Thursday, April 29, 2010

Review of Smells Like Dog by Suzanne Selfors

Selfors, Suzanne. Smells Like Dog. Little, Brown, 2010 (May).

The title of this book, along with the cover art, might lead an unsuspecting reader to think this was one of those goofy books about strange dogs and bad smells, full of broad jokes and gross-out humor.

Actually, Smells Like Dog is a bit harder to pin down than that. There is in fact a smelly dog - named Dog - that drools and eats all manner of revolting objects. Dog does have one highly unlikely and happily redeeming talent, but our hero, young Homer Pudding, doesn't find this out right away. In fact, when Homer's beloved uncle and role model dies and leaves him only Dog, Homer is disappointed and puzzled. Why would his adventurous, treasure-seeking explorer uncle leave him a dog of such dubious quality?

This question, plus Homer's obsession with becoming an adventurer and his sister's equally strong determination to become a famous museum taxidermist, leads the siblings from their goat farm in a small town to the City. There they are ensnared by the evil Madame la Directeur and her minions, who want something Homer has. Luckily, Homer has met a few odd friends along the way - if he can trust them, they just might mean his salvation.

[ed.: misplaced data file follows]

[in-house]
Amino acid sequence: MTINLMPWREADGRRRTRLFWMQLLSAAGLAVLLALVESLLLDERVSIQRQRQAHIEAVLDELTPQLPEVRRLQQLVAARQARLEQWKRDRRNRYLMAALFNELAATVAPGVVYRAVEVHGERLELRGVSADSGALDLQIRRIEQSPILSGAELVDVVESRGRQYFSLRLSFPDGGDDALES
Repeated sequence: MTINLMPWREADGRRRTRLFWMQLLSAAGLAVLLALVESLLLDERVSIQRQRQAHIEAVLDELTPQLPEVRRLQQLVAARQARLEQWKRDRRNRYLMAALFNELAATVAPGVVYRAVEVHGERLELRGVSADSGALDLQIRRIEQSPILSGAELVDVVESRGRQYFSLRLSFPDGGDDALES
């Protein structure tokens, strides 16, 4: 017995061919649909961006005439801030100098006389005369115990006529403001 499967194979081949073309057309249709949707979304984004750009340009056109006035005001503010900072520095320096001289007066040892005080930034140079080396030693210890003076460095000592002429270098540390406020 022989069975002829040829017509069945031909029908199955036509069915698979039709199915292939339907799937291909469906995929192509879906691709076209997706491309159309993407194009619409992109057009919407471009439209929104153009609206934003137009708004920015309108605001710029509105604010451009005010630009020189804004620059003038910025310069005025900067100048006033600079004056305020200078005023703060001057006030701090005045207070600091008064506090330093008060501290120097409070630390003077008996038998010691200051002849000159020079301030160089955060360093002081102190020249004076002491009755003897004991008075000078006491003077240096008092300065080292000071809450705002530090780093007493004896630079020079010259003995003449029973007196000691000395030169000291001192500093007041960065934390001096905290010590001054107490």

This book has a slightly wistful and almost hangdog tone to it. Homer is a plump and rather sad lad whose thoughts and dreams are never aimed at what is going on around him - his blazing desire to be an explorer is the only vivid thing about him. He is portrayed in a fairly realistic manner, as is most of his family, but the rest of the characters are both eccentric and exaggerated. A spunky 12-year-old girl lives in a hidden nook in a factory surrounded by soup cans; an inventor travels about in a tiny copter disguised as a cloud; and the villains are both outrageous and despicable.
The setting, with a goat farm juxtaposed against the nameless City, adds to the surreal quality. Where does this story take place? Somewhere almost, but not quite, real.

This combination of a not-quite-real feeling and the exaggerated situation and characters reminded me of several books, including The Mysterious Benedict Society by Trenton Lee Stewart and The Secret of Zoom by Lynne Jonell. It's not an out-and-out fantasy like Selfor's last book, Fortune's Magic Farm, but her knack for intriguingly bizarre characters is evident in both.

While I wasn't bowled over by this, mainly due to the odd tone, I enjoyed the imaginative adventure and the mild yet quirky humor. "A cloud with eyeballs" was a phrase that cracked me up early on - it's just so weird! I'd recommend this to fans of the books mentioned above and particularly to boys. For grades 4 - 6.

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